And the clock is ticking for Khan. She has a little over a year left in her term as chair, and she is reportedly planning to take on her white whale—Amazon—in the coming months. It remains to be seen whether she can turn the agency’s losing track record around. “I think all of us appreciate how these windows of opportunity, where there’s a big mandate for change, can be quite fleeting and rare,” Khan said at a summit last April. “We really feel a big responsibility to take full advantage of it.”

Worth Your Time

  • “From the beginning, Nkechi knew that she and Subomi had ‘no business dating,’” Krithika Varagur writes in a story for Harper’s Magazine about sickle cell disease in Nigeria—and about the moral quandaries of choosing children when we can know the genetic risks awaiting them. “There was a 50 percent chance that any child they had would suffer from sickle cell disease like their father. This was no light prospect. Subomi’s own childhood had been marred by secrecy and shame over his condition. Nkechi, meanwhile, had lost four cousins to the disease. Those deaths might be understood as products of an earlier, benighted time, when the average Nigerian knew far less about genetic testing and disease management. Today, however, there was a growing consensus—particularly in their college- educated, upper- middle- class milieu—when it came to passing on two sickle cell genes: don’t risk it. But how, and when, do you weigh risk against attachment?”

Presented Without Comment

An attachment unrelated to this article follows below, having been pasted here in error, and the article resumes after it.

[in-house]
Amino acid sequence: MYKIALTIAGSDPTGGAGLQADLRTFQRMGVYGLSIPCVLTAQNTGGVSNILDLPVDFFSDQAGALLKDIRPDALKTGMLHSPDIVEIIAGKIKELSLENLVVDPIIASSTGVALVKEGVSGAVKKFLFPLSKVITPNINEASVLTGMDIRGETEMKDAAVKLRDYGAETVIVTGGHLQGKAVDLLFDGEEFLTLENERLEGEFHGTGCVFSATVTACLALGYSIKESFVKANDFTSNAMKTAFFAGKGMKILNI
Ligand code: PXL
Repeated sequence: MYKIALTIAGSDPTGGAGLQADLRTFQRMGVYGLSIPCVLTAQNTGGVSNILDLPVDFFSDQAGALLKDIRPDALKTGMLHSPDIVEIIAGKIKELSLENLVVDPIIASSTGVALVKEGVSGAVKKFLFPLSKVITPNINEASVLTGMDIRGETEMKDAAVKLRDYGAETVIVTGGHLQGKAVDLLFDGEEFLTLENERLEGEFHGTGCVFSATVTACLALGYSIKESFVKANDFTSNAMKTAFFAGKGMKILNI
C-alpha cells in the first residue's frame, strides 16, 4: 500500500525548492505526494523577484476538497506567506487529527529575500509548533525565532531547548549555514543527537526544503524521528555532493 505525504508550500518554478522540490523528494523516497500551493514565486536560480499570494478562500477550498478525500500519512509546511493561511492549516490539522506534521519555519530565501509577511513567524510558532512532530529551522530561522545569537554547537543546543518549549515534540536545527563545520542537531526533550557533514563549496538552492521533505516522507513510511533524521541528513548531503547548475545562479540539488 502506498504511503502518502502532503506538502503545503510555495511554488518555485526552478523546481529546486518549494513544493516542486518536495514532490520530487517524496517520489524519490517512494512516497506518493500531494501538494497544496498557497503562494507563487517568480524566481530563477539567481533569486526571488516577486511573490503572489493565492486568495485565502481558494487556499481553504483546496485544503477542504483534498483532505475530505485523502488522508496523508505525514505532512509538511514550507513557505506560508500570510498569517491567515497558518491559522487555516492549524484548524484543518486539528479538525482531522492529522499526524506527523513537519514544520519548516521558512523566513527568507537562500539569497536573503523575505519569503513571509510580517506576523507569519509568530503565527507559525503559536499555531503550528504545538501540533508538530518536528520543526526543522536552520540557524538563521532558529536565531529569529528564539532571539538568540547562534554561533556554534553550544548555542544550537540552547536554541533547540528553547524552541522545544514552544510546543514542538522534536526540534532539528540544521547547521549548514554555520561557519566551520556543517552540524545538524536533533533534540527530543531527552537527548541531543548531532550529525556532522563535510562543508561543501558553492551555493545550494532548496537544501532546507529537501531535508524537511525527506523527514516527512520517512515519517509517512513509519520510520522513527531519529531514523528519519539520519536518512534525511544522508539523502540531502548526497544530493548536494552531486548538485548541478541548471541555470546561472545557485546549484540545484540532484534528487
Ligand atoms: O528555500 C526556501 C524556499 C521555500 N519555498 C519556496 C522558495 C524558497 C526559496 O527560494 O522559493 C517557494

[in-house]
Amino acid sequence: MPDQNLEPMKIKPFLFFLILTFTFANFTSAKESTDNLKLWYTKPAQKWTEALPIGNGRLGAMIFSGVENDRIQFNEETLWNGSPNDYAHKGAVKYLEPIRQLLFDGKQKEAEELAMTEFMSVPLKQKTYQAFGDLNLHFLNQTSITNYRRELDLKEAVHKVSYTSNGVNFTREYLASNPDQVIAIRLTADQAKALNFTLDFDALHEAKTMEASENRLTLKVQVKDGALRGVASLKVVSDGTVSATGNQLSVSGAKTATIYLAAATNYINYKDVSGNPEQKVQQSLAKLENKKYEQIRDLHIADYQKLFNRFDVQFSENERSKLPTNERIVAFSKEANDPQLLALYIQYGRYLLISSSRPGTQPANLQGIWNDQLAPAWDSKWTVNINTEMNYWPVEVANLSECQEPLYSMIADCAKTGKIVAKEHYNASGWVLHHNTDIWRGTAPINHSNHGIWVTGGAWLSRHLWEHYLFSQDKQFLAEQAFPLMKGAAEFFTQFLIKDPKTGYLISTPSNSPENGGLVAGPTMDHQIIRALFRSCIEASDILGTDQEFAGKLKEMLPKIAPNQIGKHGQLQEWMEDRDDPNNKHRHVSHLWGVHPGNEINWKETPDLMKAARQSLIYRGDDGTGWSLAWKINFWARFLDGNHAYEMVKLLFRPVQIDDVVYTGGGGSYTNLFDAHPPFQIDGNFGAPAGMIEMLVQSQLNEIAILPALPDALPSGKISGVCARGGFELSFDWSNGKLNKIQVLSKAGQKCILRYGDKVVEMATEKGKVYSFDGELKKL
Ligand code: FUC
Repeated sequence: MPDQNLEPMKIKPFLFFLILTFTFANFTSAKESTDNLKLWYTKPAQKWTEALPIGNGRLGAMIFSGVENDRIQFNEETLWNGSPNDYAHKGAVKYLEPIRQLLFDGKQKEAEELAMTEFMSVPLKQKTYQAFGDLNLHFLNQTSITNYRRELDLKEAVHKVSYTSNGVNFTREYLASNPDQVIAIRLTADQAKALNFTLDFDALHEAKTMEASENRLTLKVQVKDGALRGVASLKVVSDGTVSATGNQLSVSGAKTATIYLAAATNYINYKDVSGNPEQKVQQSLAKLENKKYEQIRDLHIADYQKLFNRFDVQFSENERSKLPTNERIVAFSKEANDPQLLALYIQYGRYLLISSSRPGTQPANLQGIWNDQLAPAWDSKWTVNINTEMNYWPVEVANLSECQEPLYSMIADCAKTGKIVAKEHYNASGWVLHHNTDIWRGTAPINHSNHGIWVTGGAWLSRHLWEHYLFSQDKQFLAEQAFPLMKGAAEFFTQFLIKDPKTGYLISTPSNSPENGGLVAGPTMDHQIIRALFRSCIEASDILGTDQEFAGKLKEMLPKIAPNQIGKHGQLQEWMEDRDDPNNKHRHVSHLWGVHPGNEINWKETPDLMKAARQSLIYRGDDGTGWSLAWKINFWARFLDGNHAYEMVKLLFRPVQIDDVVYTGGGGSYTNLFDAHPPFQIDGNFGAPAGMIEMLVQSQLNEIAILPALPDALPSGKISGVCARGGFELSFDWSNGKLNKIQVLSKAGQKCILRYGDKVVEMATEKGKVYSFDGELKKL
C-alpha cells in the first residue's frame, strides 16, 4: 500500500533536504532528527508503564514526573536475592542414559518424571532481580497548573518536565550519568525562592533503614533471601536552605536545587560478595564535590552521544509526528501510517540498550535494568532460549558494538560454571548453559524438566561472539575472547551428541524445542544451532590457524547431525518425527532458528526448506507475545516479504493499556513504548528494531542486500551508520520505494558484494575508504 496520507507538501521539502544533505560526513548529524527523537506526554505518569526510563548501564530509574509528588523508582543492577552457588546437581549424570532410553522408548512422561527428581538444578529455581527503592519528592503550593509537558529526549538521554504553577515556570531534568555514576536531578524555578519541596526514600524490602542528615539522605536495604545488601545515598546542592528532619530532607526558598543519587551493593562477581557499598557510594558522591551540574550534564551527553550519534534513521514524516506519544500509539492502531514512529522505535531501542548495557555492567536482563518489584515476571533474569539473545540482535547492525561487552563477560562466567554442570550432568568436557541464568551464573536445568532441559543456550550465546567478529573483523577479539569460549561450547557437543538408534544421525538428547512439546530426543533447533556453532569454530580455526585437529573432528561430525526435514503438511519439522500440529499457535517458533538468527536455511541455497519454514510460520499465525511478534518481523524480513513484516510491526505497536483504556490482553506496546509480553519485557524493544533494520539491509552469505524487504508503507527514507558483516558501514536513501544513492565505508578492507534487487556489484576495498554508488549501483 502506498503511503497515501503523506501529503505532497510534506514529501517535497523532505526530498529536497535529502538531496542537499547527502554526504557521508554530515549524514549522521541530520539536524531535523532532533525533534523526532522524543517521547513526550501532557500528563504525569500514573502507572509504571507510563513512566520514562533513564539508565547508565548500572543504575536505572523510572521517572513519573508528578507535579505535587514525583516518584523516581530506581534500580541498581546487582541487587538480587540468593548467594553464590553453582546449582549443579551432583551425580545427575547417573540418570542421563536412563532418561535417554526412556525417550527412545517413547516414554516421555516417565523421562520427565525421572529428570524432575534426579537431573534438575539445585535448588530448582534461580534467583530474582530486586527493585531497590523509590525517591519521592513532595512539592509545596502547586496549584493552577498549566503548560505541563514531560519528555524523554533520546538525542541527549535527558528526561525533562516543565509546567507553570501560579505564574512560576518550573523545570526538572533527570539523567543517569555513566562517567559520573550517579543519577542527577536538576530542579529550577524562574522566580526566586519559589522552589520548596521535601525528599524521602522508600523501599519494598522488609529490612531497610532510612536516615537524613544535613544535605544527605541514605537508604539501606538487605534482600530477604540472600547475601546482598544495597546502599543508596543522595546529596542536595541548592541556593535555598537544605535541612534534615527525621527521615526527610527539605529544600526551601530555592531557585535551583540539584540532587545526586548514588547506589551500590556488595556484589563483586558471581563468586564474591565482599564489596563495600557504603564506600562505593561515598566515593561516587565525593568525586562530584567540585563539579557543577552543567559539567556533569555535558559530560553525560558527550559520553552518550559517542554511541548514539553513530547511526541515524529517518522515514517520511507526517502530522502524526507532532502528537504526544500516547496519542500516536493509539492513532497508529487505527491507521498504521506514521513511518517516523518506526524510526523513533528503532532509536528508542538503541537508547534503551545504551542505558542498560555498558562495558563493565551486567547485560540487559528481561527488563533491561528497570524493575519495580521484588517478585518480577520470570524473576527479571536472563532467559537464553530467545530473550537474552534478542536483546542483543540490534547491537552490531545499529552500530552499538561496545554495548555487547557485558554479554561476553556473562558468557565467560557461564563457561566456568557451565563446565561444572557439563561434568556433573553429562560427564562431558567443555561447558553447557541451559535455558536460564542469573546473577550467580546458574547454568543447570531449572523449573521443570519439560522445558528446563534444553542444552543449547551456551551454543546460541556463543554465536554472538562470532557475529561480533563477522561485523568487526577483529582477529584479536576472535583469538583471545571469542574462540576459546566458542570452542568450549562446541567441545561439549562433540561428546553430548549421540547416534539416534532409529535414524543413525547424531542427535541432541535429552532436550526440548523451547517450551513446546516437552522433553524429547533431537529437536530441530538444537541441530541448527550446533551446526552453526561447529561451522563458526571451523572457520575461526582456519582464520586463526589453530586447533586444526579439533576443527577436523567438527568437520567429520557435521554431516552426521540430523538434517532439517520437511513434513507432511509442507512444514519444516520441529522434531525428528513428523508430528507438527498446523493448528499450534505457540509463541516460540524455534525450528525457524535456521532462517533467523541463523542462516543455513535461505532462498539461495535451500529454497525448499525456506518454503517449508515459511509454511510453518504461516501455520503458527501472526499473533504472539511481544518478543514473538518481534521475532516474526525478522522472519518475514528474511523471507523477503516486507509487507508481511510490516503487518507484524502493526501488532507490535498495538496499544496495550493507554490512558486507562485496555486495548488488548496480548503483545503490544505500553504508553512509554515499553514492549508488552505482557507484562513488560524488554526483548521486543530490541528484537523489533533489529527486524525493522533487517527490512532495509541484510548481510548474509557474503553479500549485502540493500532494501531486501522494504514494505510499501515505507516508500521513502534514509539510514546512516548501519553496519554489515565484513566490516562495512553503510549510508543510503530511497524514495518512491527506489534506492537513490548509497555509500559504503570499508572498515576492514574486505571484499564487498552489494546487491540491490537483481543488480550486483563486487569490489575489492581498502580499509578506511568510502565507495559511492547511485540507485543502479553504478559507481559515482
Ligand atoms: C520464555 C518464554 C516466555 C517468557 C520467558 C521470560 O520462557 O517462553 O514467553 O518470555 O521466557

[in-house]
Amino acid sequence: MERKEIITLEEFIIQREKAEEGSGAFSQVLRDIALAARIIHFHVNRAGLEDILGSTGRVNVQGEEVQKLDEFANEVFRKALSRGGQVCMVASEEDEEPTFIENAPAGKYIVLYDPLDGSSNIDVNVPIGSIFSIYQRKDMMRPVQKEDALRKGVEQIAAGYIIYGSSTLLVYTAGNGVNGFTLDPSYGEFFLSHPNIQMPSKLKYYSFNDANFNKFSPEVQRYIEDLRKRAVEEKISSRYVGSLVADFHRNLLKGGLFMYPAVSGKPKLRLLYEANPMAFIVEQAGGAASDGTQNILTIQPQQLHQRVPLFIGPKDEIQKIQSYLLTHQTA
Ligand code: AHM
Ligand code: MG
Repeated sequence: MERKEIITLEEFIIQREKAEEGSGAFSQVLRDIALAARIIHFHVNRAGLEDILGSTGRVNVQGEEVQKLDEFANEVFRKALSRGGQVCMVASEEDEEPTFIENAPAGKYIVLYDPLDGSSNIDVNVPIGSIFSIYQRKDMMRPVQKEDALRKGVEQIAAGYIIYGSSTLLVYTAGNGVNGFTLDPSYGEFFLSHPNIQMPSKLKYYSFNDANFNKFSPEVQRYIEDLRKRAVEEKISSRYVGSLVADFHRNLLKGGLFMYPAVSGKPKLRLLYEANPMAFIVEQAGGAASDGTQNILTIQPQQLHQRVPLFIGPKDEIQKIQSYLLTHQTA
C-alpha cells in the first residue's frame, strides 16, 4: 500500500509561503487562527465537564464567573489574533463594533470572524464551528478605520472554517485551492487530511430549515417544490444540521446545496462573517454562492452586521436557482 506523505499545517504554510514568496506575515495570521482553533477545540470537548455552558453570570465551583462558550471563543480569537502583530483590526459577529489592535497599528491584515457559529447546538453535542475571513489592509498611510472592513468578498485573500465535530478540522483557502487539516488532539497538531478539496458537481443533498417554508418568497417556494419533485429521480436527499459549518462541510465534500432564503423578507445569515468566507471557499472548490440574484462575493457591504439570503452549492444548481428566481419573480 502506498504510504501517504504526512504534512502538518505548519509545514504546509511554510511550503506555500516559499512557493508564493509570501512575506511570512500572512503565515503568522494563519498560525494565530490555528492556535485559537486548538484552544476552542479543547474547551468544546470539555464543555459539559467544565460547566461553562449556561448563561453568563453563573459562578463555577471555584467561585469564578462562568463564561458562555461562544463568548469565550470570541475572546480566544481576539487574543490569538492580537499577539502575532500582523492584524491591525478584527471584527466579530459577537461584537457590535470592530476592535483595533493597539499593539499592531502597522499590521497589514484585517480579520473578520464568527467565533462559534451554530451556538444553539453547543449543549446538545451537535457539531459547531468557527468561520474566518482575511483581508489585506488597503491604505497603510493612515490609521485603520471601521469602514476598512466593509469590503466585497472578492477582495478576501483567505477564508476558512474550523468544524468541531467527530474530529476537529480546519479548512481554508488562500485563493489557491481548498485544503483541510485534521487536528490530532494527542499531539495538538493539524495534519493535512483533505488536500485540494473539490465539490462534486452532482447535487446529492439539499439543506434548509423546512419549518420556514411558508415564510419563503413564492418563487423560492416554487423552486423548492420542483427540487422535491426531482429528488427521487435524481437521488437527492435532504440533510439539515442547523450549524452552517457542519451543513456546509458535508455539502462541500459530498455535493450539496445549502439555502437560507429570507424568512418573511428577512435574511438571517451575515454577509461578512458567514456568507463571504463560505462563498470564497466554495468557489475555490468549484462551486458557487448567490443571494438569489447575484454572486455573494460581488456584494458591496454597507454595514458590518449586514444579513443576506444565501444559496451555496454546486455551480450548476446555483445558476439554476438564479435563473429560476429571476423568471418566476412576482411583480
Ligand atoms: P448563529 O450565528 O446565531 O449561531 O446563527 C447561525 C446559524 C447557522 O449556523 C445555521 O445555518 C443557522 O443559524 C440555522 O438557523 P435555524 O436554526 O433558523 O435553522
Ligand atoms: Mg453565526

Financial Times: Typo Leaks Millions of US Military Emails to Mali Web Operator

“Despite repeated warnings over a decade, a steady flow of email traffic continues to the .ML domain, the country identifier for Mali, as a result of people mistyping .MIL, the suffix to all US military email addresses.”

Also Presented Without Comment

The Hill: Minnesota AG [Keith Ellison] Compares Clarence Thomas to House Slave in ‘Django Unchained’

Toeing the Company Line

  • It’s Tuesday, but Dispatch Live is off tonight—we’ll see you next week!
  • In the newsletters: The Dispatch Politics team reports on Sen. Ted Cruz’s upcoming re-election bid and Kevin dives into (🔒) the many problems presented by a wealth tax.
  • On the podcasts: David and Sarah are joined on Advisory Opinions by Berkeley law professor Amanda Tyler for a wrap of the Supreme Court term that bounces from Mallory v. Norfolk Southern Railway Co. to Abraham Lincoln and habeas corpus.
  • On the site today: Adam White reflects on the recent Supreme Court term and Walter Olson looks at Arlington, Virginia’s decision to scrap ranked-choice voting ahead of this November’s general election.

Let Us Know

Do you think the recent changes to the Israeli judicial reforms improve or weaken the proposal?

Declan Garvey is the executive editor at the Dispatch and is based in Washington, D.C. Prior to joining the company in 2019, he worked in public affairs at Hamilton Place Strategies and market research at Echelon Insights. When Declan is not assigning and editing pieces, he is probably watching a Cubs game, listening to podcasts on 3x speed, or trying a new recipe with his wife.

Esther Eaton is a former deputy editor of The Morning Dispatch.

Mary Trimble is the editor of The Morning Dispatch and is based in Washington, D.C. Prior to joining the company in 2023, she interned at The Dispatch, in the political archives at the Paris Institute of Political Studies (Sciences Po), and at Voice of America, where she produced content for their French-language service to Africa. When not helping write The Morning Dispatch, she is probably watching classic movies, going on weekend road trips, or enjoying live music with friends.

Grayson Logue is the deputy editor of The Morning Dispatch and is based in Philadelphia, Pennsylvania. Prior to joining the company in 2023, he worked in political risk consulting, helping advise Fortune 50 companies. He was also an assistant editor at Providence Magazine and is a graduate student at the University of Edinburgh, pursuing a Master’s degree in history. When Grayson is not helping write The Morning Dispatch, he is probably working hard to reduce the number of balls he loses on the golf course.

Jacob Wendler is an intern for The Dispatch.